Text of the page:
DISPUTES BETWEEN ARTISTS AND THEIR MANAGERS

Undue influence. Agreements between artists and their managers, publishers or record companies are sometimes liable to be set aside on grounds of undue influence. Although the principles applicable are the same as in any other under influence case, the question whether a particular agreement “calls for an explanation” (see Royal Bank of Scotland Plc v Etridge (No.2) [2002] 2 A.C. 773) may require a comparison between the agreement with other agreements of a similar type. Expert evidence may therefore be admitted to show what terms were usual for such agreements at the relevant time. For a recent example of such a case, see Wadlow v Samuel (aka Seal) [2006] EWHC 1492 (QB); [2007] EWCA Civ 155. See also Section 18, above.

The question sometimes arises whether a music industry contract can be enforced against an artist who is under 18 when the contract was signed. Apart from contracts for necessaries, the general rule is that a contract with a minor is binding on the other party but not binding on the minor unless he ratifies it upon his coming of age. Under s.20 of the Infants Relief Act 1974, ratification did not render enforceable any debts incurred under the contract during the minor’s infancy. However, this section was repealed by the Minors’ Contracts Act 1987.

An important exception to the general rule is that a minor may not repudiate a contract which is beneficial to him, such as a contract of apprenticeship or employment. Thus a contract between a group of under-age musicians and their manager, which is analogous to a contract of employment (since without it the group would be unable to make a living), may be held binding, provided the terms are not unfair to the group. However, a covenant in restraint of trade may be held void against a minor even if it would be enforced against an adult.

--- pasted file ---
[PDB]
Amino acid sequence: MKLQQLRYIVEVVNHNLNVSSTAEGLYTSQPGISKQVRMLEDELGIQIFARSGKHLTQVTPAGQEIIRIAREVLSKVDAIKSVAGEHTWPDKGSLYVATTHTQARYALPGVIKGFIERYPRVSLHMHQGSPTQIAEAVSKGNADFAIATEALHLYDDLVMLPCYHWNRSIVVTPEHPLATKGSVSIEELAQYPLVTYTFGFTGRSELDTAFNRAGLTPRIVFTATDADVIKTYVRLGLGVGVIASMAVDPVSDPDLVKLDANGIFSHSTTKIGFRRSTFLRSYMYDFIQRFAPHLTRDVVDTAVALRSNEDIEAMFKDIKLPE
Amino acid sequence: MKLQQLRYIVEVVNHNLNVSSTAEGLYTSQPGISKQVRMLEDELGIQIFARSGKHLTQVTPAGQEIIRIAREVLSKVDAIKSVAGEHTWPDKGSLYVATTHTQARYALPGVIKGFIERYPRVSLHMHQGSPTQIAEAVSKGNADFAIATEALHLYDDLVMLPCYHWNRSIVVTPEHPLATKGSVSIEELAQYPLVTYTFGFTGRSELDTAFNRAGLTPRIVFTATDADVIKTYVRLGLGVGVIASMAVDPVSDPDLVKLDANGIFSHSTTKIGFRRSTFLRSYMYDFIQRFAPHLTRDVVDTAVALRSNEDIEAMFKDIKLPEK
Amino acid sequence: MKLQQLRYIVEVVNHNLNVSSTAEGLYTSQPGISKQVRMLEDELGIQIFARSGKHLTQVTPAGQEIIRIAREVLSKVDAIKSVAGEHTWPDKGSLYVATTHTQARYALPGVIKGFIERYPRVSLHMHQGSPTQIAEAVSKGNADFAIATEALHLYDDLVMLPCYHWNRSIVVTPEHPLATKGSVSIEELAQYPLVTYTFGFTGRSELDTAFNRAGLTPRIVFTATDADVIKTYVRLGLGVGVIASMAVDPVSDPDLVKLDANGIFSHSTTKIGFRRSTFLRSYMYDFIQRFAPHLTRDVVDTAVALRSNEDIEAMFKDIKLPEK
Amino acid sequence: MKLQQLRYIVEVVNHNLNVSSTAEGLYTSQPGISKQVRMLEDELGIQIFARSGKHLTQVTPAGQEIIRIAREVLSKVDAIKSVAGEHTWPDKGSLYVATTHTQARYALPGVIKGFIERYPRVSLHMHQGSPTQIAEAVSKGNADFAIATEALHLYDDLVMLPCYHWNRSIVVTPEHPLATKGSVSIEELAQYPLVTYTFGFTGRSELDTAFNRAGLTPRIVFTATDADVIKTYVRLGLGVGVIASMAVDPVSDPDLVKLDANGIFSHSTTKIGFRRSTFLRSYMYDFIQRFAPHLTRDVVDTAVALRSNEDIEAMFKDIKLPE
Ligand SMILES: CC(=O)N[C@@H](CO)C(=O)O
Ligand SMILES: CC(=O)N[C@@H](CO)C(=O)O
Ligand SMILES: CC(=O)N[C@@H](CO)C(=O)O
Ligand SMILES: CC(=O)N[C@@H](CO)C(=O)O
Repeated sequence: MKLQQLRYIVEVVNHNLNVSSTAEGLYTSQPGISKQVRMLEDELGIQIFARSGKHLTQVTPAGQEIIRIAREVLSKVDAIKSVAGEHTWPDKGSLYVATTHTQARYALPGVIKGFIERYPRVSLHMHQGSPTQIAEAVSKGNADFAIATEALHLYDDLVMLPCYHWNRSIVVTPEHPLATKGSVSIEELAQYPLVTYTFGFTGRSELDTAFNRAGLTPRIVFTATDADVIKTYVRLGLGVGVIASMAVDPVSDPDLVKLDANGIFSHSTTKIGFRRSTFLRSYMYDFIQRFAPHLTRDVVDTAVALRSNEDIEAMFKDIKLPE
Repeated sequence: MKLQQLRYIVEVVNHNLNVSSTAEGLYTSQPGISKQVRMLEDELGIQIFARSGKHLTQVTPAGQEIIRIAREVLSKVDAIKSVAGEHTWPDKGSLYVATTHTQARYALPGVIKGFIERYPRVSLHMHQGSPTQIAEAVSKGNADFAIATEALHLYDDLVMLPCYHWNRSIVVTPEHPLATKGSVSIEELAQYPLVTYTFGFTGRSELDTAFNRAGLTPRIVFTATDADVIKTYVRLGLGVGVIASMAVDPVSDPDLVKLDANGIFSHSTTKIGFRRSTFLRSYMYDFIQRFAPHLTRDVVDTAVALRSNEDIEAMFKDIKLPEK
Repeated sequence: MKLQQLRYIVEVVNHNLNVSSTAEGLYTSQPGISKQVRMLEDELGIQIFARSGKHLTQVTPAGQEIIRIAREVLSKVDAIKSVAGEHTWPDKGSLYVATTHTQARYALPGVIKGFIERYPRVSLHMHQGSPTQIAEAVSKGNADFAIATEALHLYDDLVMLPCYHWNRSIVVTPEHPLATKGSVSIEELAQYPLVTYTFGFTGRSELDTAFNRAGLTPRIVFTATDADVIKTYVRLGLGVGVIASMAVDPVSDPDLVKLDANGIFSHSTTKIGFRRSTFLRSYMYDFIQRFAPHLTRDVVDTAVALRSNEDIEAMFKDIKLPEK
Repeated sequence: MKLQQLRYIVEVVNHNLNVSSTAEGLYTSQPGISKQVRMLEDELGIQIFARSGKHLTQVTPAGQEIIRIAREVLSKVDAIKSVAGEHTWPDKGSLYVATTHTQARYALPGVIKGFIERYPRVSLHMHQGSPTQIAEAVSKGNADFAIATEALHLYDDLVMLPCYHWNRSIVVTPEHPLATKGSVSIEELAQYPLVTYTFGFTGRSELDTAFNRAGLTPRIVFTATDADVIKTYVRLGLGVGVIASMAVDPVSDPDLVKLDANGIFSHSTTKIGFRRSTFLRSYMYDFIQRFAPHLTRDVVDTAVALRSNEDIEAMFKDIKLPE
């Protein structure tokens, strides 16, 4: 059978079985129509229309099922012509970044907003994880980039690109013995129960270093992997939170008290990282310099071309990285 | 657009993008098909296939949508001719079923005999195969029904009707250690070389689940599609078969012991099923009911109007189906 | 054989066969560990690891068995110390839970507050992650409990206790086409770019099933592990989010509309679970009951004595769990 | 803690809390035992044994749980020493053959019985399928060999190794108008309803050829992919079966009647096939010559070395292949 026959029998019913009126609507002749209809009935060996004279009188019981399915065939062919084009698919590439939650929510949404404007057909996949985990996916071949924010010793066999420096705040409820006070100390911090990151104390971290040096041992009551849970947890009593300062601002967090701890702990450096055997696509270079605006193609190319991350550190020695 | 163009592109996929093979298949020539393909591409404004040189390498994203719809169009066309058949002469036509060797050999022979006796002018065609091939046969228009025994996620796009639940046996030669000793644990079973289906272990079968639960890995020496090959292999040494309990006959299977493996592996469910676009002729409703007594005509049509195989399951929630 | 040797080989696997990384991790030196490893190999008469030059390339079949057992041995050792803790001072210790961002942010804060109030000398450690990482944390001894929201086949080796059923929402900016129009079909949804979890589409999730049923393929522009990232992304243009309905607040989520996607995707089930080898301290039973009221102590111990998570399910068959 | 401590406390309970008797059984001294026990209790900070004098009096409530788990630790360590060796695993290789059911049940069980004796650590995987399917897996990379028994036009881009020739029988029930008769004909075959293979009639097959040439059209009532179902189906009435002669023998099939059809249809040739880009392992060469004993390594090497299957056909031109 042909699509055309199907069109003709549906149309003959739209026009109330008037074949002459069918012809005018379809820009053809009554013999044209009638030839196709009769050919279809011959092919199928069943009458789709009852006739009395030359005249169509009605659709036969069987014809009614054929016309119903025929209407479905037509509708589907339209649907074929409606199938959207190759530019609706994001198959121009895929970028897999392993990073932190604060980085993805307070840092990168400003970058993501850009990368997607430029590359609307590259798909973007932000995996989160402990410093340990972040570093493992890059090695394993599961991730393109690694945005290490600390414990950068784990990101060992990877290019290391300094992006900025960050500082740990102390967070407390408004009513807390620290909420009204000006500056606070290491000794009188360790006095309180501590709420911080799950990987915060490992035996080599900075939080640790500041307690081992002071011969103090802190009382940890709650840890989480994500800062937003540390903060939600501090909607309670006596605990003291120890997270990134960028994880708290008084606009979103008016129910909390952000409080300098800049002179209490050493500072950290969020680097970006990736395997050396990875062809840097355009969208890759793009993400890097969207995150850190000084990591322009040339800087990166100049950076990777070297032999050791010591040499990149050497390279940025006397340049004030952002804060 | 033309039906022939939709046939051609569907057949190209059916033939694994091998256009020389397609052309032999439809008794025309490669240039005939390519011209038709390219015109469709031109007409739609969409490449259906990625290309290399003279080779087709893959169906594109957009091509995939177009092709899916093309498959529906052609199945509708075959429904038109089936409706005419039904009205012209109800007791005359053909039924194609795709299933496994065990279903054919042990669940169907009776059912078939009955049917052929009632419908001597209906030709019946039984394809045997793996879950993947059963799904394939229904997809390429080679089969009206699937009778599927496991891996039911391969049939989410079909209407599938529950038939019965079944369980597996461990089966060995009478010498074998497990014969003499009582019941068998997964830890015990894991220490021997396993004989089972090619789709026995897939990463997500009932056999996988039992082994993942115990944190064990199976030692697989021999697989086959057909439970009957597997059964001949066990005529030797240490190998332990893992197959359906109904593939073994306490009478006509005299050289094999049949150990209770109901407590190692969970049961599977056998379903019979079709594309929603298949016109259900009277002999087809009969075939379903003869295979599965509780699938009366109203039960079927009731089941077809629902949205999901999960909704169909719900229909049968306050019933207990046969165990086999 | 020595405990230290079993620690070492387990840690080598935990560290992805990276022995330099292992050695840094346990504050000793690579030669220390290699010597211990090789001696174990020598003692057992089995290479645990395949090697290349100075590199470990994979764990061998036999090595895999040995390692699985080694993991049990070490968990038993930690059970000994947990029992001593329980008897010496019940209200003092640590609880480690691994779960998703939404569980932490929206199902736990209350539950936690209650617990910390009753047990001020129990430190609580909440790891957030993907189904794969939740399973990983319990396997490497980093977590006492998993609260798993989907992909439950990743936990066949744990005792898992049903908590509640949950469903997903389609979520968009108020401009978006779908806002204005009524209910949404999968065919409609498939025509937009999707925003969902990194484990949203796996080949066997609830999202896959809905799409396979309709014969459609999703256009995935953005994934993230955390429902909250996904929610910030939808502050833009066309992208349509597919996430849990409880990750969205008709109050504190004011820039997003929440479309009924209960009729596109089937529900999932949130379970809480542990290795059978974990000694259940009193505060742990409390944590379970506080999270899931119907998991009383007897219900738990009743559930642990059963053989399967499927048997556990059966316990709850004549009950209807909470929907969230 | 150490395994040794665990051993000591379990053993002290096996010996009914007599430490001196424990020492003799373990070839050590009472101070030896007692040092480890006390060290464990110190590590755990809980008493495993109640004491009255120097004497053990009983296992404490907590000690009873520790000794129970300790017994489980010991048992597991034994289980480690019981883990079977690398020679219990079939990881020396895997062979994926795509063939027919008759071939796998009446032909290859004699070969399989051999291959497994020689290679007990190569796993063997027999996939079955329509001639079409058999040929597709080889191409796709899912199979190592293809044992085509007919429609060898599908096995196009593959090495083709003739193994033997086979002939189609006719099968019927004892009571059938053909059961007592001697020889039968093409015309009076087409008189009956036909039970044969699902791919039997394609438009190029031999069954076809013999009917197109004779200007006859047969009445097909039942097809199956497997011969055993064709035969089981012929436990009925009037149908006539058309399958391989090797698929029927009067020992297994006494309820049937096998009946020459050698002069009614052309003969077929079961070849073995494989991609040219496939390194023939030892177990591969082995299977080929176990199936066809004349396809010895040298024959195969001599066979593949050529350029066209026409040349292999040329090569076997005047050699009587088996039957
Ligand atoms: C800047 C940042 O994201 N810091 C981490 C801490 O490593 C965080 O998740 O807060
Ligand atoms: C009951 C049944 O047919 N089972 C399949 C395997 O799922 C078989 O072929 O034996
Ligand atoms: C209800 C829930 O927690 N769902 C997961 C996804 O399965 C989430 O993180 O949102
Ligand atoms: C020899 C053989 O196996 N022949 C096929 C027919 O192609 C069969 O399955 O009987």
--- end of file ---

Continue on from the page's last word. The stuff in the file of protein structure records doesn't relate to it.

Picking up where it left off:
Management disputes take many forms. Where the manager has been appointed without a written contract, as often happens in the case of newly formed groups which have yet to establish a reputation, disagreements may arise as to whether a binding contract has been made and if so what its terms are. If there is no binding contract, the manager may nonetheless be entitled to a quantum meruit for work done in anticipation that a contract would be entered into later.

If the manager has been dismissed he may claim damages for wrongful termination of his contract. The group may seek to justify his dismissal on the ground of his conduct. The relationship between a group and its manager involves a high degree of mutual confidence, so that a break down in that confidence may justify the manager’s dismissal. Where the breakdown of confidence is the fault of one party alone, there may be a breach of an implied term, but the extent of this implied term has been the subject of some disagreement. In Denmark Productions Ltd v Boscobel Productions Ltd [1969] Q.B. 699, Winn L.J. held that there was an implied term that the manager should do nothing which he foresaw or should have foreseen might forfeit the confidence of the group. Salmon L.J., however, thought that went too far:

“I think that almost anything a manager might do, however harmless or trivial, could induce hatred and distrust in a group of highly temperamental, jealous and spoilt adolescents. The highest that one could, in my view, put any such implied term would be that [the manager] should take all reasonable steps to retain the group’s confidence” (emphasis added).